Thanks (0)
16th Sep 2016 17:55

I suppose I'm really looking to hear from someone who was in my current position and made the move to running a 'proper' business.

It may be its just not what I want.

Thanks (1)
16th Sep 2016 18:34

It's not what you want, it's pretty obvious from your reply you're putting up objections to all the suggestions.

For what it's worth I started my practice about the same time as you. I now employ 8 staff and work 4 days a week. So you can have a better work life balance, which does sound important to you.

The first member of staff is the hardest financially and emotionally.

You have to learn to let go, most clients don't care and won't notice the little errors that inevitably slip through.

My advise would be to take on a cheap AAT or QBE and give them as much of your easy work as possible (bk, paye, bank recs, admin, pertax) - you'll be amazed how much time you save. Don't bother with admin staff to start off, it's a waste of time as they'll be too much that is beyond them.

Thanks (1)
16th Sep 2016 20:07

@The Doctor - thanks.

Did you grow organically or did you take on blocks of fees?

Did you always plan to grow and how far do you plan to take it?

Thanks (0)
By marks
16th Sep 2016 20:54

Been on my own for nearly 4 years.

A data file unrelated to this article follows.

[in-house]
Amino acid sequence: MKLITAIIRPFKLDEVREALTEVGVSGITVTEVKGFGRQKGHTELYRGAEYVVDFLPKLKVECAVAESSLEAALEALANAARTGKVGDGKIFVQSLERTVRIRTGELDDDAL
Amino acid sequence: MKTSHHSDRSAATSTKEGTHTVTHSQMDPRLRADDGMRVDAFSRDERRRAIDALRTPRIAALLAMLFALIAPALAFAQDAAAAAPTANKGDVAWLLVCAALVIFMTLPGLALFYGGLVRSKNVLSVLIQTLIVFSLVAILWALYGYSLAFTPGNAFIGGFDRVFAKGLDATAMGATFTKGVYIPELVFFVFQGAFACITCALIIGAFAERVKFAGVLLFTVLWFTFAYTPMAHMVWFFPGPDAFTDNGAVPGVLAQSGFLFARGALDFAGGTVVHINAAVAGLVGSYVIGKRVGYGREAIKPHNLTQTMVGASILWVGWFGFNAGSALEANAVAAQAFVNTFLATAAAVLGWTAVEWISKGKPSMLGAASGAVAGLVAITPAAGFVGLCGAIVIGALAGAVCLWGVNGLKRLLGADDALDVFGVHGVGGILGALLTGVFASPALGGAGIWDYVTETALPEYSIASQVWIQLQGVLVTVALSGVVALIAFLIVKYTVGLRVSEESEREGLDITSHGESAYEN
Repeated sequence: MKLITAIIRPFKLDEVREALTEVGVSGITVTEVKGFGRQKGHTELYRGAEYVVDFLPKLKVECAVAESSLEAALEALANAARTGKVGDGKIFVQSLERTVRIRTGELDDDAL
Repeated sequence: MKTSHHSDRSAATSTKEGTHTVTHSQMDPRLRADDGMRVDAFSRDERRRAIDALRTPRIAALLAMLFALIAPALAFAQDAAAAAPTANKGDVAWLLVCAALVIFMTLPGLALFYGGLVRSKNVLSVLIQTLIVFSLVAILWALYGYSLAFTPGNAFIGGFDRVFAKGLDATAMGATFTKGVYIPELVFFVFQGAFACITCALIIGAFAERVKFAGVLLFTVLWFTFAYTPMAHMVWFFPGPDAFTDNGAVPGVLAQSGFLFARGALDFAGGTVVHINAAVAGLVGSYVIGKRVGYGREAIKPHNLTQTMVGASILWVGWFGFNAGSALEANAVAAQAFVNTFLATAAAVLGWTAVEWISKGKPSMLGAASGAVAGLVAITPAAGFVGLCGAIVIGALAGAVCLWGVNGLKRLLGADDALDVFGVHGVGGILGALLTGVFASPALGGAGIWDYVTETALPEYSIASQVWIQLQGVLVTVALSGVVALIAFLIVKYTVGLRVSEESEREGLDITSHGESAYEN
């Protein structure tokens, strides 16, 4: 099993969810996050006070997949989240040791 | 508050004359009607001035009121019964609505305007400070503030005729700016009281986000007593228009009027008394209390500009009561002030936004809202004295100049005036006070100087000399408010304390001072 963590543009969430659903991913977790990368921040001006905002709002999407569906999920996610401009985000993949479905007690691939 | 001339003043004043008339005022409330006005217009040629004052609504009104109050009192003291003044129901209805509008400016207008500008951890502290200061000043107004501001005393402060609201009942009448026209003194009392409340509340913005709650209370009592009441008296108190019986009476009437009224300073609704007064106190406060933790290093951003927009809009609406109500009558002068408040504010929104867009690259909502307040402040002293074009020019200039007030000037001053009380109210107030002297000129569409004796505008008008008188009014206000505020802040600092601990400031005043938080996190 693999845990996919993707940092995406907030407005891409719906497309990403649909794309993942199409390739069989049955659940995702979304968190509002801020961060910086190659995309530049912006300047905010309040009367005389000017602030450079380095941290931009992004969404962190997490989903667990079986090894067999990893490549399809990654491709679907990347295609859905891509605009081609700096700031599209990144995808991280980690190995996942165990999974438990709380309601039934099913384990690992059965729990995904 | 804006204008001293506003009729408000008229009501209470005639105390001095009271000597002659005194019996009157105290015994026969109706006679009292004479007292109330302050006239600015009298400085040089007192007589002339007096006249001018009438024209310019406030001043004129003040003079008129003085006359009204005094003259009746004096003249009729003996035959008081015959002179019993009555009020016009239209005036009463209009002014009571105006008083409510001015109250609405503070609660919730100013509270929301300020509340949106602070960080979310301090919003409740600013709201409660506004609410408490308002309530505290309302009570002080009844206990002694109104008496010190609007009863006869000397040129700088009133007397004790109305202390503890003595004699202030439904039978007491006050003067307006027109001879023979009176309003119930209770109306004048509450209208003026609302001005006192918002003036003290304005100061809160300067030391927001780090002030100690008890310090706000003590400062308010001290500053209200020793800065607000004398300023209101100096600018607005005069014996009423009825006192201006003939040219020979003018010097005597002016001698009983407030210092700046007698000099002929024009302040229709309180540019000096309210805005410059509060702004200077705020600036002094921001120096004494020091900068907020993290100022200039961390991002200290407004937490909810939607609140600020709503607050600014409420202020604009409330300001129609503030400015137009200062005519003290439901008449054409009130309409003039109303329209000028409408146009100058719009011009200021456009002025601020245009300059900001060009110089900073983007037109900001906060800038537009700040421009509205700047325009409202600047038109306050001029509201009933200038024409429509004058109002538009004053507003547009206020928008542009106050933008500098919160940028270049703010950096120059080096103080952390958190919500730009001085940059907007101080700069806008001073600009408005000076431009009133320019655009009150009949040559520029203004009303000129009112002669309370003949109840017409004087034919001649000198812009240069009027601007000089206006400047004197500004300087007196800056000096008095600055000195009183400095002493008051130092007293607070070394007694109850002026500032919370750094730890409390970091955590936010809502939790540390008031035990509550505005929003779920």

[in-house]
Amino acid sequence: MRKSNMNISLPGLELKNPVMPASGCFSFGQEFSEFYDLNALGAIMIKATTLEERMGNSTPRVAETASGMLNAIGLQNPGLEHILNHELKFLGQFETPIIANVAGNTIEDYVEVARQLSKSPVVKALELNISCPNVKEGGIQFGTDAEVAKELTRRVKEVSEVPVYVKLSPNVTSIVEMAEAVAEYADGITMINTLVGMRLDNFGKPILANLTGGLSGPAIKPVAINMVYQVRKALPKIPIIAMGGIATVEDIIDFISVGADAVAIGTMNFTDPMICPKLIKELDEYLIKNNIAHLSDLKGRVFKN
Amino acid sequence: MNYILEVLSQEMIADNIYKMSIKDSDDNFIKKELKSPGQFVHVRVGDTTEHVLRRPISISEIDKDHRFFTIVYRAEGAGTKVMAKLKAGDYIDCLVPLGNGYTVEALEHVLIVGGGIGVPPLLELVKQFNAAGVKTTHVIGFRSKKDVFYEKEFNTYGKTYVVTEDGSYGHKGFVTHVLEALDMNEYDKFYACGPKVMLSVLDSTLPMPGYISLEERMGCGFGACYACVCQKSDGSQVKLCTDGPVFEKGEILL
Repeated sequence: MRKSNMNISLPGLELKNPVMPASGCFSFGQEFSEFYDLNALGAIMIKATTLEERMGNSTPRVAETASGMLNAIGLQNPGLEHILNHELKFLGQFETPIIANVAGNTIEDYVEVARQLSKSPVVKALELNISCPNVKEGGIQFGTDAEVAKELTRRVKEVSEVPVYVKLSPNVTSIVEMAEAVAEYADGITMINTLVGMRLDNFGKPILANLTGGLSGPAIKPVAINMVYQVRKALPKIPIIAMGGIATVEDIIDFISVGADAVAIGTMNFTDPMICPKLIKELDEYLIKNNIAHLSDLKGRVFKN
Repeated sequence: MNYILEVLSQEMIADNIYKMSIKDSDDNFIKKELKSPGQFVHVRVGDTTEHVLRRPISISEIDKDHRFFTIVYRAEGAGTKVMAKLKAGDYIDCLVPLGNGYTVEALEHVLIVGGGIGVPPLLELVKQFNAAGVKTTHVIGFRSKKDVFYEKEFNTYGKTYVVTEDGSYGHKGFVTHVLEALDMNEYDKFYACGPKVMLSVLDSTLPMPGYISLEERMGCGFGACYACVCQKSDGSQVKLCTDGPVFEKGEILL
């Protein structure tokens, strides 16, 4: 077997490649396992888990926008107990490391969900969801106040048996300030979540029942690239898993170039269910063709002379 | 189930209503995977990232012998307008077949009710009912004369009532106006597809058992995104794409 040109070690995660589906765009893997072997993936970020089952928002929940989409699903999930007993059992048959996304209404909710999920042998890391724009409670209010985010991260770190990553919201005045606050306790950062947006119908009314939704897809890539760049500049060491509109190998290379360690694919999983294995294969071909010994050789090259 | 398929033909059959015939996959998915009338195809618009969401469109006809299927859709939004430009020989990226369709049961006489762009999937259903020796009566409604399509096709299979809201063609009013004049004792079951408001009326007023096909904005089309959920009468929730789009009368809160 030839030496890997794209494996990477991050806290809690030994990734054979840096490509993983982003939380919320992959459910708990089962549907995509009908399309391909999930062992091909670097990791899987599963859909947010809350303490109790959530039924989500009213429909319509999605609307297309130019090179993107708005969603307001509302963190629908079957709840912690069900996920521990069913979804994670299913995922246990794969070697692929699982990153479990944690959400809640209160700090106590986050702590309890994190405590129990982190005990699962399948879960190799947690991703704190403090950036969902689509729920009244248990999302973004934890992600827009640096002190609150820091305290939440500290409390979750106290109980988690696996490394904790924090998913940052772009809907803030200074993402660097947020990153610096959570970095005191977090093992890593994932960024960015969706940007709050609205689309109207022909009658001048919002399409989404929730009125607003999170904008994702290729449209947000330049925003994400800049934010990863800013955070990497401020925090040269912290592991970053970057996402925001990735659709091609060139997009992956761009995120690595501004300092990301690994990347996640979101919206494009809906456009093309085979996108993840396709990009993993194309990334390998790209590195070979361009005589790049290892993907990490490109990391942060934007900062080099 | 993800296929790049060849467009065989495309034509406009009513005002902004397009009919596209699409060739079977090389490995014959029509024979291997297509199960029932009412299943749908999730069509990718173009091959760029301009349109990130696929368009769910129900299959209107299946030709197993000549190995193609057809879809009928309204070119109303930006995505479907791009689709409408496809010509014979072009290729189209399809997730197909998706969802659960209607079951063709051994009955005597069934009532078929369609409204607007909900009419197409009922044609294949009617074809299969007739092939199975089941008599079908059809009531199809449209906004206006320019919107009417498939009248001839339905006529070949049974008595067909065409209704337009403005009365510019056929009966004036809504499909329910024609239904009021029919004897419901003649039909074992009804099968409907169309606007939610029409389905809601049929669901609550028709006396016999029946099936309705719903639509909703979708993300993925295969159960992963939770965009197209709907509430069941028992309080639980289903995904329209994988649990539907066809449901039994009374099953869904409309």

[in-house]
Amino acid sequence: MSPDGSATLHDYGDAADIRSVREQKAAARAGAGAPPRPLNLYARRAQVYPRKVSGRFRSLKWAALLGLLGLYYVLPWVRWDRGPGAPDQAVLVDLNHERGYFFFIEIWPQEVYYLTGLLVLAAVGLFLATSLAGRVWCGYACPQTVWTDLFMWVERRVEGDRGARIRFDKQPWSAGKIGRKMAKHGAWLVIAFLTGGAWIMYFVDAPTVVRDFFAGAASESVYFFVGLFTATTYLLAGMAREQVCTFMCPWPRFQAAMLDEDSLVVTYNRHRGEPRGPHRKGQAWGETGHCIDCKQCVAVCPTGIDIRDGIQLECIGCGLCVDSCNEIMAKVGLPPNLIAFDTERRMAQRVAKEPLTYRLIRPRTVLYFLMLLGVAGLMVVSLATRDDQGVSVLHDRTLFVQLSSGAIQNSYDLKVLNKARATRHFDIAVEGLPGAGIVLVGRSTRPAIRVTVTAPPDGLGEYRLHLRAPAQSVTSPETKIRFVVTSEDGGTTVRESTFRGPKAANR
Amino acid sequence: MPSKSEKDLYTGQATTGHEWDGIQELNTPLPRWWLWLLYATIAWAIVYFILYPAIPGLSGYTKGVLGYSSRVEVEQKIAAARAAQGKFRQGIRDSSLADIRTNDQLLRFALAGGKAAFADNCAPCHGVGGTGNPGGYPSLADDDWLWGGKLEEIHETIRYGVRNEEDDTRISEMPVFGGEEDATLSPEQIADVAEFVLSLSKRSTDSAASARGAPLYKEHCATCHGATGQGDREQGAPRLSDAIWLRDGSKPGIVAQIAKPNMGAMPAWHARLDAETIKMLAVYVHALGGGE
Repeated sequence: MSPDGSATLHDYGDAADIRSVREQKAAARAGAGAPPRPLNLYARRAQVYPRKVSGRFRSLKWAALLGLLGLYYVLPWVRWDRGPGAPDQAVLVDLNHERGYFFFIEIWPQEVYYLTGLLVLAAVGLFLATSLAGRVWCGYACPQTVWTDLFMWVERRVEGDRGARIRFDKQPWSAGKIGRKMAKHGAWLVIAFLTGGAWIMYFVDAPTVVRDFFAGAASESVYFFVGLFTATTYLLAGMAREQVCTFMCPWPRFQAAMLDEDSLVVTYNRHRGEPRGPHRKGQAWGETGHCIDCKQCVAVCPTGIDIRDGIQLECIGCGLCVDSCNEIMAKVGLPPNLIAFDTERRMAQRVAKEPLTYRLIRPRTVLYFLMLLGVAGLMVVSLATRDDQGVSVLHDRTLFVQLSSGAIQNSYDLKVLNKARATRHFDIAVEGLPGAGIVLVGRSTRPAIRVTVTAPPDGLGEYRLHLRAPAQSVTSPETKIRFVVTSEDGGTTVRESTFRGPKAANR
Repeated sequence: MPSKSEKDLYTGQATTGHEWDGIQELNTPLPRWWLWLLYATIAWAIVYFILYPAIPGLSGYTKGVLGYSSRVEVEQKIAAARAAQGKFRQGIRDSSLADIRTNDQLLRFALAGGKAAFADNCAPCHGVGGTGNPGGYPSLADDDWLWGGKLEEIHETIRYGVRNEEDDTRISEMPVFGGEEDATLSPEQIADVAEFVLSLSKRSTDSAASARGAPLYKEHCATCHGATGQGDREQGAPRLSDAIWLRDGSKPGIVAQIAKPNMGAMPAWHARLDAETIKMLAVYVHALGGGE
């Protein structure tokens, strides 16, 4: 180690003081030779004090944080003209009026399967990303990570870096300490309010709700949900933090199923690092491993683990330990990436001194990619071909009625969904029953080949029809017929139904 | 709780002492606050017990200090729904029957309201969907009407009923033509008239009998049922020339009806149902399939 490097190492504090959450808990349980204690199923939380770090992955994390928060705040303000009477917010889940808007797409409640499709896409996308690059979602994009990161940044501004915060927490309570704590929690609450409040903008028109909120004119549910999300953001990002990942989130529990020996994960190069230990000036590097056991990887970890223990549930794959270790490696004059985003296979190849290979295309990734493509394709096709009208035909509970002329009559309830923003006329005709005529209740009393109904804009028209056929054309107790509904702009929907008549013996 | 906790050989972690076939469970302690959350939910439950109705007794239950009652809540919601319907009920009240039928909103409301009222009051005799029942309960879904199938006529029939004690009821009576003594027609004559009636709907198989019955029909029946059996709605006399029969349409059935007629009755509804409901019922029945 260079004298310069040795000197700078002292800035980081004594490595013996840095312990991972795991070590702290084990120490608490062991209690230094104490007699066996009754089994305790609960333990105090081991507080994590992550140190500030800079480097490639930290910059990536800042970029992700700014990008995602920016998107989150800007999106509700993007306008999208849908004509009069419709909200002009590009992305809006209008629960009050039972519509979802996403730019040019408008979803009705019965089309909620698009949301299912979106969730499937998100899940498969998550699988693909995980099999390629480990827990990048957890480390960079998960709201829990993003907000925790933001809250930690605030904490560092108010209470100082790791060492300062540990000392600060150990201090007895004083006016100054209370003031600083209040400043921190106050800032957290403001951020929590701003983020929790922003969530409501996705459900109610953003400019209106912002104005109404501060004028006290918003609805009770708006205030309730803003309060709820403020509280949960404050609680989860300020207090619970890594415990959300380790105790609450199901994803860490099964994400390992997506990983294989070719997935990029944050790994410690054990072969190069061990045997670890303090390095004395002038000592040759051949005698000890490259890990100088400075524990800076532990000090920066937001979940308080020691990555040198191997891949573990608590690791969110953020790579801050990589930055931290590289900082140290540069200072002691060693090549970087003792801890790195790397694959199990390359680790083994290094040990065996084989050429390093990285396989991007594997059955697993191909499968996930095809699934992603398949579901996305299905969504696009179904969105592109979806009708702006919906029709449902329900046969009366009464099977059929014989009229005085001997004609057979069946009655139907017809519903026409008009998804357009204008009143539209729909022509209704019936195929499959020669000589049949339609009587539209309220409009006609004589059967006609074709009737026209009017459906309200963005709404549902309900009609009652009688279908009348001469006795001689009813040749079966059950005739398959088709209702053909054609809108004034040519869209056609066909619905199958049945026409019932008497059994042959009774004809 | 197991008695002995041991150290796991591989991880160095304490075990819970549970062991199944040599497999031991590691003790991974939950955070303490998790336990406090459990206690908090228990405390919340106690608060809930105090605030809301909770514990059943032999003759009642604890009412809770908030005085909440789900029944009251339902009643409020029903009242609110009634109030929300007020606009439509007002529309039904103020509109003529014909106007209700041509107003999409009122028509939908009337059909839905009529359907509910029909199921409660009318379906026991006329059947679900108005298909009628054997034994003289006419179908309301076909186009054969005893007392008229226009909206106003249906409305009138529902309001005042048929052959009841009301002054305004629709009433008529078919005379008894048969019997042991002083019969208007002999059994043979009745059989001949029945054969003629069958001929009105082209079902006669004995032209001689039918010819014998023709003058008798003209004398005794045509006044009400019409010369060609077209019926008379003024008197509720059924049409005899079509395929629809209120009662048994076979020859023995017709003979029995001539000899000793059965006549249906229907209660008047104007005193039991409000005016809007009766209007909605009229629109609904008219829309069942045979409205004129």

When i started out I always said to new clients that would always be just me. But as things grew that wasnt going to be possible.

So this is what I did

1. Build up on my own until about 100 clients after 2 years using cheap and cheerful software VT for accounts and taxcalc for tax returns.

2. Then moved to taxcalc for accounts and tax returns.

3. Then took on first full time employee after being in business 2 years.

4. Then moved onto IRIS after about 2.5 years as was proving more and more difficult to keep job tracking on spreadsheets. Now use IRIS accounts, personal tax, business tax, fixed asset register, time and fees (have fixed fees so time is really just to see what the time is as opposed to billing time incurred), automail, fixed asset register, practice management, openspace, openlearning. Also in the process of moving to myworkpapers. IRIS is expensive but we have made up in the cost in efficiencies.